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This article is written by a student writer from the Her Campus at Seattle U chapter.

Literature, like all other forms of art, has a great impact on readers’ personal lives and on our history as a society. Writers have a special platform to discuss life’s biggest questions and address both the positive and negative aspects of humanity through storytelling. On February 19th, the world lost one of its best storytellers. Harper Lee used her work to reflect on her own past to show readers around the world the intricacies of life in the Southern United States during a time of deep seeded racism and segregation. Her most famous novel, To Kill a Mockingbird, had a particularly great impact on my life and to this day remains my favorite novel.



TKAM, for me, was one of the most relatable stories I had ever read. I had recently moved from the Deep South where I spent the majority of my childhood; my father was studying to be a lawyer and was often as annoyingly insightful as Atticus; and, though I was not nearly as brave as the main character, Scout, I did consider myself somewhat of a tomboy and had grown up playing with the boys. I was in 8th grade when I first read TKAM and found myself at a place where I was conflicted about my background and my home in Mississippi. Like Scout, I had grown up relatively sheltered. As I grew older, learning about the horrors and the disregard for human life that occured in the place I considered home was shocking.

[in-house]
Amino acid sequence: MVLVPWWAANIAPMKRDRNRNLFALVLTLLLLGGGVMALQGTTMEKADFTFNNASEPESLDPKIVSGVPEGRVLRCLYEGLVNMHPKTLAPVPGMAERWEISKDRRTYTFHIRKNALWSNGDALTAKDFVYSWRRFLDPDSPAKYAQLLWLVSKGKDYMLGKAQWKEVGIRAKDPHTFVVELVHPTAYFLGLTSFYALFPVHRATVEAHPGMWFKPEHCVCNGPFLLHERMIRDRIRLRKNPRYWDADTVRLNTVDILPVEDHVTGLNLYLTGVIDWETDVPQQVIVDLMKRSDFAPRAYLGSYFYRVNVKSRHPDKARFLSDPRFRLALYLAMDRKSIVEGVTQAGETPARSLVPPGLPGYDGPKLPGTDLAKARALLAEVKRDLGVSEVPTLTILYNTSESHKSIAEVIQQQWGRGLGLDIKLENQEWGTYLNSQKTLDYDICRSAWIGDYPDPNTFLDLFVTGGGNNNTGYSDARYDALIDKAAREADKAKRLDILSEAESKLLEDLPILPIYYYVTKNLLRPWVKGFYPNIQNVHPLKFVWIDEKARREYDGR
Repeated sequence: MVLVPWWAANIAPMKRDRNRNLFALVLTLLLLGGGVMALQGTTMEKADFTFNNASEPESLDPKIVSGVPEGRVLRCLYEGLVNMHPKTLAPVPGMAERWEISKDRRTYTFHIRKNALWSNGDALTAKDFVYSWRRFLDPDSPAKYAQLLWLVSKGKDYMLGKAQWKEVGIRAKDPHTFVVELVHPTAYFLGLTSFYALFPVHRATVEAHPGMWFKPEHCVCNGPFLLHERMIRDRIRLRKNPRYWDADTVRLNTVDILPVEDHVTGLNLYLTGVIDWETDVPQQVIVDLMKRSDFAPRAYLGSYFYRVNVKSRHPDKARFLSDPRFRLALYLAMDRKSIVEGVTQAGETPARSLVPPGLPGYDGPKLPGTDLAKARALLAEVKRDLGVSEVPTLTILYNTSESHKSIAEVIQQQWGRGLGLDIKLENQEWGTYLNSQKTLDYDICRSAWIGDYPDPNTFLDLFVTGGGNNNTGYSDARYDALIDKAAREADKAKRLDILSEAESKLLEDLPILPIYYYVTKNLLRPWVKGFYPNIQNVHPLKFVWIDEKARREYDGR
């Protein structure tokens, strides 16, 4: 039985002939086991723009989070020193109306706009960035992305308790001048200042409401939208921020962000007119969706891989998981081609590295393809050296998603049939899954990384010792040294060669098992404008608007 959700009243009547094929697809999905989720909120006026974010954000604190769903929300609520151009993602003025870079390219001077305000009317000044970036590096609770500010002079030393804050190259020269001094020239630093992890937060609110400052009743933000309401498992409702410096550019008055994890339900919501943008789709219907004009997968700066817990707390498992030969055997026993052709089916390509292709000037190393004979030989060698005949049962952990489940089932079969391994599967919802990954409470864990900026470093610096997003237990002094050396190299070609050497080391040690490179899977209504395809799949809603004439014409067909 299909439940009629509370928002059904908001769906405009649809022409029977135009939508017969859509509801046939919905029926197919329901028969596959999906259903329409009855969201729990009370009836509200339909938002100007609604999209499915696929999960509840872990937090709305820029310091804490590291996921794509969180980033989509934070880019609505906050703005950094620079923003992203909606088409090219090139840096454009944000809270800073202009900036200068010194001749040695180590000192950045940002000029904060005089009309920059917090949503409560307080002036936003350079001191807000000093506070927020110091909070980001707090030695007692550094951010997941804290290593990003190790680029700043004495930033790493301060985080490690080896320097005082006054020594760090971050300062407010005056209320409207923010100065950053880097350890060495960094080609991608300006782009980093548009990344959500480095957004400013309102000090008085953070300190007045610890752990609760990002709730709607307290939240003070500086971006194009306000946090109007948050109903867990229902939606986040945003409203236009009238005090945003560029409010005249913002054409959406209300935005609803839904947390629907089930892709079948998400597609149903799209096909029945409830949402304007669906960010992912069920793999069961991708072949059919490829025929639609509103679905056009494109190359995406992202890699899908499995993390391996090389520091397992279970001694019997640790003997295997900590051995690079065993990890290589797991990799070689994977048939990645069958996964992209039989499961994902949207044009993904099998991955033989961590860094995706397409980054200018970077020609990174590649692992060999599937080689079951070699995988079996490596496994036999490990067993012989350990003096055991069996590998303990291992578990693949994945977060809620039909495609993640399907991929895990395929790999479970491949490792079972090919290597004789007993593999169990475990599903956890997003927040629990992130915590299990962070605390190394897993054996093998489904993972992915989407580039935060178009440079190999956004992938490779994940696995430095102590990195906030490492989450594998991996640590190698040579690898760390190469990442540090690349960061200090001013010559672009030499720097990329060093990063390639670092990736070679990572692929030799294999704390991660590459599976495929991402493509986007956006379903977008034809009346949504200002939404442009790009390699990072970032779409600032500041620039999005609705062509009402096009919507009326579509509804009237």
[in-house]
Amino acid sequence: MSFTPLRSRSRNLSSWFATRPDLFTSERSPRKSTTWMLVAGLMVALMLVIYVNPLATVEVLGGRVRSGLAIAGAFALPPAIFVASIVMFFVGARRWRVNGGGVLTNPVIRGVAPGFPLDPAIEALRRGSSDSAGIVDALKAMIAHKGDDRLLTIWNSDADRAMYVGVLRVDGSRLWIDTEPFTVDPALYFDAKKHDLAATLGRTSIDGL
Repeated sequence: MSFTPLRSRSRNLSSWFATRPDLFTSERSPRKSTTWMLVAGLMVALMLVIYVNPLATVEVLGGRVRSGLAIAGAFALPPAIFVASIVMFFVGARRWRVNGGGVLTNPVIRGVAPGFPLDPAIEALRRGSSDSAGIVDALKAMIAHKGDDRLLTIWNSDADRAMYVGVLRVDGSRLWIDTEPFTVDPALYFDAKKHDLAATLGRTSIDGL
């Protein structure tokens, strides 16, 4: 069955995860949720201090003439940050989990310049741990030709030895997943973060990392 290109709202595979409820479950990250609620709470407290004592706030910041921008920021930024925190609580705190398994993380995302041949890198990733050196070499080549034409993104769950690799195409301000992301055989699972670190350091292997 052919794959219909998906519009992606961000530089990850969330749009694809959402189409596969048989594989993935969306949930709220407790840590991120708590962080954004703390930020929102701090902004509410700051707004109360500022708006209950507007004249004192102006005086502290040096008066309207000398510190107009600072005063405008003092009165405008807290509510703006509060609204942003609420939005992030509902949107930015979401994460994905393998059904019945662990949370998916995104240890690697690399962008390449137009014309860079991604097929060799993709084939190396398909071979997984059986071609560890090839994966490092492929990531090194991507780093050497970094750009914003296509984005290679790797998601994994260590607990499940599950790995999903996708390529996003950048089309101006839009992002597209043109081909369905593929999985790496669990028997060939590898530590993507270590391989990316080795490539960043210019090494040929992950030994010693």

Still from the 1962 film adaptation of To Kill a Mockingbird


Moreover, Lee’s beautiful work helped me understand where these thoughts reside in the grand scheme of things. While the novel ends tragically and the issues of racism and bigotry in the novel are not in the least bit solved, it does provide a hope for the future and reaffirmation of the value of human kindness and perspective. And the novel reflects how these issues remained pressing for long after the brief moment of history that sets the story. This novel came at such a crucial time for me and for many others. It reminded me of the beautiful camaraderie and kindness of my home, and taught me not to dwell on the problems of society, but rather to take action to correct those problems and have hope for the future. Lee’s novel is a beautiful story that will be impactful and provide hope for years to come.


I'm Skyler. I go to Seattle University in hopes of earning a degree in Creative Writing. I love to discuss and write about LGBTQ politics, fashion, and I spend way too much time scrolling through Tumblr.